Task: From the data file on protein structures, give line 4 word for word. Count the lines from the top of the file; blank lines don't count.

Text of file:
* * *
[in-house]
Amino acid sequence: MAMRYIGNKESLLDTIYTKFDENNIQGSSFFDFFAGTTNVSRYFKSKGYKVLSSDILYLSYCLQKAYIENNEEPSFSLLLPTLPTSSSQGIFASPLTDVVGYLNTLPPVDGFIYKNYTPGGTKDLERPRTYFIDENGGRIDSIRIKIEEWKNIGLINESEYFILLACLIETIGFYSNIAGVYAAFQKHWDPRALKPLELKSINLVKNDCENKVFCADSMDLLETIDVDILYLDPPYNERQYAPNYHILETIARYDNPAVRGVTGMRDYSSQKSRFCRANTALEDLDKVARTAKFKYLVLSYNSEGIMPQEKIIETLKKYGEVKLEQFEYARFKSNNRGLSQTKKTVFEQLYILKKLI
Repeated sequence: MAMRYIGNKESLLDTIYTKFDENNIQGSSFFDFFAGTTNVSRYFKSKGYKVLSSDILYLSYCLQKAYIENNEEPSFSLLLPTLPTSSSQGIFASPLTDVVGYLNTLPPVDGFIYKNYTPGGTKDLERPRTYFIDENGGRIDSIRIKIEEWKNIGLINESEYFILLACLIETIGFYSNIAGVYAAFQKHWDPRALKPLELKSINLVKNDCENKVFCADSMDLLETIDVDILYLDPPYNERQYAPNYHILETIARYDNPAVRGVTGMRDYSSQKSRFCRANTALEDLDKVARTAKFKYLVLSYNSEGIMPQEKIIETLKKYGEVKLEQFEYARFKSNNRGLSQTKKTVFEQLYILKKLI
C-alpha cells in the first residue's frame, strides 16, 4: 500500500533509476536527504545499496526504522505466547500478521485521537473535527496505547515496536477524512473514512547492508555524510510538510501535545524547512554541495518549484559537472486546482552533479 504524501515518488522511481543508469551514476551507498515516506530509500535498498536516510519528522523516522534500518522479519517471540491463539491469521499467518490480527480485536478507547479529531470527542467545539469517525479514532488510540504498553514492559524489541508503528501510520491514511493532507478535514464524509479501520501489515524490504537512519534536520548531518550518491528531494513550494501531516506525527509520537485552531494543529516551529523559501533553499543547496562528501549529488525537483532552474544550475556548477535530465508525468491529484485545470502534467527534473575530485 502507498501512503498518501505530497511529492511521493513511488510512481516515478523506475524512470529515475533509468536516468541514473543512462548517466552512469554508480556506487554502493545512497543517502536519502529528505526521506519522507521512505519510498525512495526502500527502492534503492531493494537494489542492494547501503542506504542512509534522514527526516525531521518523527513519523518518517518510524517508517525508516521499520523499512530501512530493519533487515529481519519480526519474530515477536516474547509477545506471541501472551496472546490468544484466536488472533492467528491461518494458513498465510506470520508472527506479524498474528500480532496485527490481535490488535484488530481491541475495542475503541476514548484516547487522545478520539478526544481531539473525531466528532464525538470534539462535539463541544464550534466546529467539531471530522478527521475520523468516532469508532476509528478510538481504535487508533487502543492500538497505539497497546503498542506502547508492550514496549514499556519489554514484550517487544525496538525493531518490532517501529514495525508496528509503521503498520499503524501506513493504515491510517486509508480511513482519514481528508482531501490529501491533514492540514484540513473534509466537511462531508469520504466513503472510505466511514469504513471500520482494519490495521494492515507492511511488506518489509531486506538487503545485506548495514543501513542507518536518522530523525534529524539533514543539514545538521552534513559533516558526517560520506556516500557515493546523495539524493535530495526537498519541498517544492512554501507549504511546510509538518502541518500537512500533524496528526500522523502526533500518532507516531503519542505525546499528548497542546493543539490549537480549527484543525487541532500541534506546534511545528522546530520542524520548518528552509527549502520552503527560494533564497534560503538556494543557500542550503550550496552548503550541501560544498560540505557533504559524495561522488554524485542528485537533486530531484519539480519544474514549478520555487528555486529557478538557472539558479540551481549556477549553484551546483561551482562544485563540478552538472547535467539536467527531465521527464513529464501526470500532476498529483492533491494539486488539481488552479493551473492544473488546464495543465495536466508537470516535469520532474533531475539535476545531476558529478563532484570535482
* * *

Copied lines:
C-alpha cells in the first residue's frame, strides 16, 4: 500500500533509476536527504545499496526504522505466547500478521485521537473535527496505547515496536477524512473514512547492508555524510510538510501535545524547512554541495518549484559537472486546482552533479 504524501515518488522511481543508469551514476551507498515516506530509500535498498536516510519528522523516522534500518522479519517471540491463539491469521499467518490480527480485536478507547479529531470527542467545539469517525479514532488510540504498553514492559524489541508503528501510520491514511493532507478535514464524509479501520501489515524490504537512519534536520548531518550518491528531494513550494501531516506525527509520537485552531494543529516551529523559501533553499543547496562528501549529488525537483532552474544550475556548477535530465508525468491529484485545470502534467527534473575530485 502507498501512503498518501505530497511529492511521493513511488510512481516515478523506475524512470529515475533509468536516468541514473543512462548517466552512469554508480556506487554502493545512497543517502536519502529528505526521506519522507521512505519510498525512495526502500527502492534503492531493494537494489542492494547501503542506504542512509534522514527526516525531521518523527513519523518518517518510524517508517525508516521499520523499512530501512530493519533487515529481519519480526519474530515477536516474547509477545506471541501472551496472546490468544484466536488472533492467528491461518494458513498465510506470520508472527506479524498474528500480532496485527490481535490488535484488530481491541475495542475503541476514548484516547487522545478520539478526544481531539473525531466528532464525538470534539462535539463541544464550534466546529467539531471530522478527521475520523468516532469508532476509528478510538481504535487508533487502543492500538497505539497497546503498542506502547508492550514496549514499556519489554514484550517487544525496538525493531518490532517501529514495525508496528509503521503498520499503524501506513493504515491510517486509508480511513482519514481528508482531501490529501491533514492540514484540513473534509466537511462531508469520504466513503472510505466511514469504513471500520482494519490495521494492515507492511511488506518489509531486506538487503545485506548495514543501513542507518536518522530523525534529524539533514543539514545538521552534513559533516558526517560520506556516500557515493546523495539524493535530495526537498519541498517544492512554501507549504511546510509538518502541518500537512500533524496528526500522523502526533500518532507516531503519542505525546499528548497542546493543539490549537480549527484543525487541532500541534506546534511545528522546530520542524520548518528552509527549502520552503527560494533564497534560503538556494543557500542550503550550496552548503550541501560544498560540505557533504559524495561522488554524485542528485537533486530531484519539480519544474514549478520555487528555486529557478538557472539558479540551481549556477549553484551546483561551482562544485563540478552538472547535467539536467527531465521527464513529464501526470500532476498529483492533491494539486488539481488552479493551473492544473488546464495543465495536466508537470516535469520532474533531475539535476545531476558529478563532484570535482